These connections are the command center for what we do, feel, and for just about everything that makes us who we are.

Just imagine what happens when these connections get messed up and break.

via THE BRAIN DISCOVERY SERIES Issue 4: What to do when chaos in the brain occurs? — Dr. Kester J Nedd

 

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[VIDEO] THE BRAIN DISCOVERY SERIES Issue 3: The Healing Brain — Dr. Kester J Nedd

Changes occur every second in this world- and our body and brain are no exception to this. From the moment we are conceived to when we die, adaption takes place. In our brain, the key driver of this change is neuroplasticity. Neuroplasticity has to do with how we restore the brain to maintain function following an injury, how we organize and develop the brain’s structure and physiology, and how we preserve our brain connections as we age.

In this video, Ellie and I discuss this neuroplasticity and how it heals the brain!

Adaptation is necessary for our growth, our survival, and our healing. Thankfully, the brain uses neuroplasticity for just that.

via THE BRAIN DISCOVERY SERIES Issue 3: The Healing Brain — Dr. Kester J Nedd

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[TED Talk] To overcome challenges, stop comparing yourself to others – Dean Furness

When you stop comparing yourself to others, you can accomplish great things, says wheelchair athlete Dean Furness. He shares how, after losing the use of his legs in an accident, he discovered a powerful new mindset focused on redefining his “personal average” and getting better little by little.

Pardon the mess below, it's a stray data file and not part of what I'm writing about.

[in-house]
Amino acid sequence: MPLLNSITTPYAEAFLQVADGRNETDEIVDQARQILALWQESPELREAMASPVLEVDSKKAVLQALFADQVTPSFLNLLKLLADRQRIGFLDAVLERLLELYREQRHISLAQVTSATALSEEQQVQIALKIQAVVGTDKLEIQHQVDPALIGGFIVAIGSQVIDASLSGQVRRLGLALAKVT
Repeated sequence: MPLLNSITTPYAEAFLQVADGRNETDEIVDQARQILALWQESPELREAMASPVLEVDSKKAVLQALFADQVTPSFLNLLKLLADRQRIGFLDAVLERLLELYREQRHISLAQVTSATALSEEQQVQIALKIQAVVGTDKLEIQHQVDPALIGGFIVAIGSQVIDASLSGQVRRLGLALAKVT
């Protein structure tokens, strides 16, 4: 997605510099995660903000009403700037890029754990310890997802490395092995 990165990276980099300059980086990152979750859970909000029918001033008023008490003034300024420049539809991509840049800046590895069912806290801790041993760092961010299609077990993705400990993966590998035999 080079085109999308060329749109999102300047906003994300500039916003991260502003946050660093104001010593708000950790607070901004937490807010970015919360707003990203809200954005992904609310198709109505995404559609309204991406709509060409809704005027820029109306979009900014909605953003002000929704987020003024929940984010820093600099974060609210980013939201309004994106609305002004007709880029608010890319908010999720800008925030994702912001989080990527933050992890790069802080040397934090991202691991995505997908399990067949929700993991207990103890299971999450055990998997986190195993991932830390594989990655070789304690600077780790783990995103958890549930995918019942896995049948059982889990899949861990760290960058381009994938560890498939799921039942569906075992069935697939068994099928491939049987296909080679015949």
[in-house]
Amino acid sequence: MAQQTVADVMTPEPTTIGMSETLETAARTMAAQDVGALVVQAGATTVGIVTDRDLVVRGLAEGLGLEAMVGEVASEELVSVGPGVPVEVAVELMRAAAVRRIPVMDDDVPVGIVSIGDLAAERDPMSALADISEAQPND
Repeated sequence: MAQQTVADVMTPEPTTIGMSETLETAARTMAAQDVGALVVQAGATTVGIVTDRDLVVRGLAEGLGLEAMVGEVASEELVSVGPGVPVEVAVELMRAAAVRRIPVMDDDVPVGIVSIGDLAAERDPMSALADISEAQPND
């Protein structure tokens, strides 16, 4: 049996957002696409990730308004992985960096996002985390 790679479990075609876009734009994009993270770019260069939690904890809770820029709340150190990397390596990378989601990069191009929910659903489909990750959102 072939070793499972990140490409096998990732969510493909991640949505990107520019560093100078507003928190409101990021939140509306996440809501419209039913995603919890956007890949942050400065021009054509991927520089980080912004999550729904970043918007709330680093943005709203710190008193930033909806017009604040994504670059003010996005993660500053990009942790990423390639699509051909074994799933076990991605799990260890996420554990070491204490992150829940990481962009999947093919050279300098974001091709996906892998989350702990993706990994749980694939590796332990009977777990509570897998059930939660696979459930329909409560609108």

via Dean Furness: To overcome challenges, stop comparing yourself to others | TED Talk

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[TED-Ed] The psychology of post-traumatic stress disorder

Many of us will experience some kind of trauma during our lifetime. Sometimes, we escape with no long-term effects. But for millions of people, those experiences linger, causing symptoms like flashbacks, nightmares, and negative thoughts that interfere with everyday life. Joelle Rabow Maletis details the science behind post-traumatic stress disorder, or PTSD.

via The psychology of post-traumatic stress disorder – Joelle | TED-Ed

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[WEB PAGE] 8 Exercise Videos For Disabled People During Isolation

Woman sat cross legged on the floor with her hands together

The lockdown means that a lot of us are inevitably getting less exercise. But there are so many online exercise sessions and videos popping up, that it’s proving harder to find an excuse not to stay fit! Here, writer and fitness instructor Mish, who has autism, rounds up 8 online exercise videos for disabled people of all ages and abilities.